Dear Siblings in Christ:
Part of what I like about Palm Sunday is that it’s just a little ridiculous. It was meant to be. This was protest theater by Jesus of Nazareth that intentionally flew in the face of those messianic-like heroes of war that came into town on huge war-horses to throngs of cheering thousands. This moment was full of common people throwing common things into the road to make way for a teacher who was riding a common donkey to overthrow the common order. Jerusalem was in an uproar about this weird protest march heading towards the center of town, the temple. Jesus went to the temple and overturned the tables of those who were “selling” special temple money at exorbitant prices then healed people then verbally sparred with the temple leaders before he left. It was quite a day.
We are in a very different moment when the order of everything feels upset but instead of being ridiculous its… I don’t know if we have the right words for this, yet. Terrifying? Confusing? Sad? Angering? It is a moment when otherwise common materials – like soap – have a deeper meaning. It is a moment when common practices – like being close to each other – have a deeper sense of risk. It is a moment when some people doing work sometimes otherwise dismissed as common – such as grocery store workers – are revealed as people doing work that was always essential. It is a moment when the assumed power of many companies and governments is being revealed not to be power over us but our own power used against us. The tables of these moneychangers are being overturned as are the fragility of the financial systems that serve their purposes. The veil has fallen. Few healings have started. The sparring with the leaders of civic and financial religion has.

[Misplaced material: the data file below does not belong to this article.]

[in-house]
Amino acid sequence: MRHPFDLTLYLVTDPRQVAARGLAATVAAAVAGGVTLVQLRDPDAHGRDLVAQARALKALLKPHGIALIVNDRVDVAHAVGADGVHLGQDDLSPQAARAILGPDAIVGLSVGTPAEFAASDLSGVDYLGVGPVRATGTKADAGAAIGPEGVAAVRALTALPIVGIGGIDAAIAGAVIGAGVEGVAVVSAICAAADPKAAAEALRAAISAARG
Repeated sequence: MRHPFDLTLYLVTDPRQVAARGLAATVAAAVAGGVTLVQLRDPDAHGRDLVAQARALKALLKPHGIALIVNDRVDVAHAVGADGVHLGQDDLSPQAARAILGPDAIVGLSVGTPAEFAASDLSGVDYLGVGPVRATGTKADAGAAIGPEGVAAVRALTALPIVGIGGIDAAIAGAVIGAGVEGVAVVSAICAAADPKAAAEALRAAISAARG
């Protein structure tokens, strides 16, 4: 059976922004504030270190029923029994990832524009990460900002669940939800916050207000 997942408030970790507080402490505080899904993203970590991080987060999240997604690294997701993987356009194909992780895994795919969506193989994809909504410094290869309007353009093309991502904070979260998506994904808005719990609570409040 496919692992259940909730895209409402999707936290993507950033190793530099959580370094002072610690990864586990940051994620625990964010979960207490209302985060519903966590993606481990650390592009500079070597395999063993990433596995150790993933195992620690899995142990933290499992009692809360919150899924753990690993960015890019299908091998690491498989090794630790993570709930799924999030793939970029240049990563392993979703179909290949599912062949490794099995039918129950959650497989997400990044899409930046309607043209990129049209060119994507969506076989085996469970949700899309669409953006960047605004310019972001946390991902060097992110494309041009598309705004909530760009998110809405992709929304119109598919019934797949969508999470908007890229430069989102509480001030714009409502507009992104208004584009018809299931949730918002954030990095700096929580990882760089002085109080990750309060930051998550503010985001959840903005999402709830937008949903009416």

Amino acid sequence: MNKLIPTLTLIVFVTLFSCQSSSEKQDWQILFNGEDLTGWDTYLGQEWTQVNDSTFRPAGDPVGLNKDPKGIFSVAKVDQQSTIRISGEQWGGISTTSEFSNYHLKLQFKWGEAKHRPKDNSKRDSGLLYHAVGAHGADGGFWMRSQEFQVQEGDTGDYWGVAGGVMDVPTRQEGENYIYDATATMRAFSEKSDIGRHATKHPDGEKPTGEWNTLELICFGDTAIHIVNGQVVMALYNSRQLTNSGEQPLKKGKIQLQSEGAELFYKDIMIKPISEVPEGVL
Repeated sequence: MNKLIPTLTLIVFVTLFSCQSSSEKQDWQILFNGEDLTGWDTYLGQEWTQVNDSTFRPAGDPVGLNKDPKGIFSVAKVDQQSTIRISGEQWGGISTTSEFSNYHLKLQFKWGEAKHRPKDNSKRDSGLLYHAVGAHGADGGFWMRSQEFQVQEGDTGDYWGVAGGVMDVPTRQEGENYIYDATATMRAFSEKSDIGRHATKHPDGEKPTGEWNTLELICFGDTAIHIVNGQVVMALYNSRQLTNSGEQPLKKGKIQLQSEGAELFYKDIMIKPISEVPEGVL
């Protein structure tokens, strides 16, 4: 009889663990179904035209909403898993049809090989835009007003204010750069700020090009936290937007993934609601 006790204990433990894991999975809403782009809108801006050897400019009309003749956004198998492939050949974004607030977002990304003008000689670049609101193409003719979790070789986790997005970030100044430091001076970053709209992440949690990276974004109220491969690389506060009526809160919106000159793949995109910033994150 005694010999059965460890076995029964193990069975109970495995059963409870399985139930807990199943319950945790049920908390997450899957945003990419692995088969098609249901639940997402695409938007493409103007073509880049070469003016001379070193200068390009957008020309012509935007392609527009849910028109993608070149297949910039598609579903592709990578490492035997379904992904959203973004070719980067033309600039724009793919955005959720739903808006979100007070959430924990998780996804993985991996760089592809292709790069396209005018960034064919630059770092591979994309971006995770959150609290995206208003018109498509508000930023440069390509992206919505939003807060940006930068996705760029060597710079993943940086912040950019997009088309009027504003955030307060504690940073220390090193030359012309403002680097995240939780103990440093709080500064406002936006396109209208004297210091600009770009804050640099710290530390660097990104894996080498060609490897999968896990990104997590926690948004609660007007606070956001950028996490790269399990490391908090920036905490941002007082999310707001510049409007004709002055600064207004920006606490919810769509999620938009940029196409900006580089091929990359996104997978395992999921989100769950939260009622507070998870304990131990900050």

This particular journey is in between destinations and the path simply isn’t as clear as we might hope. It will end. There will be a moment when something will shift and we will be able to be close enough to each other to hear a whisper, again. There will be the first handshake after… The first hug after… The first time we laugh in a slightly too full room of friends after… The first hymn we sing after… It will come.
And we can’t rush it. When I became a parent, I heard from more than one person that “the days can be long but the years go quickly.” When, on the last day of March, someone in my Twitter feed said “Happy March 99th” it made a lot of sense to me. There is no rushing getting together again without making room for COVID-19. It makes these days go slow. Some of that I revel in but I also confess to an irrational impatience with it all that says more about the addictive nature of the busyness in my life than I would like to admit. Sometimes these days feel like rehab.
The march into Jerusalem was slow. It was plodding, It was ridiculous. It kicks off a week that has some truly awful things yet to come in it before a day even more strange and even more ridiculous; a day that undercuts the meaning of everything that came before it.
But we’re not there yet. This Palm Sunday we say “Hosanna,” anyway, even though we’re not quite sure what it means.
——–Rev. Mike Denton
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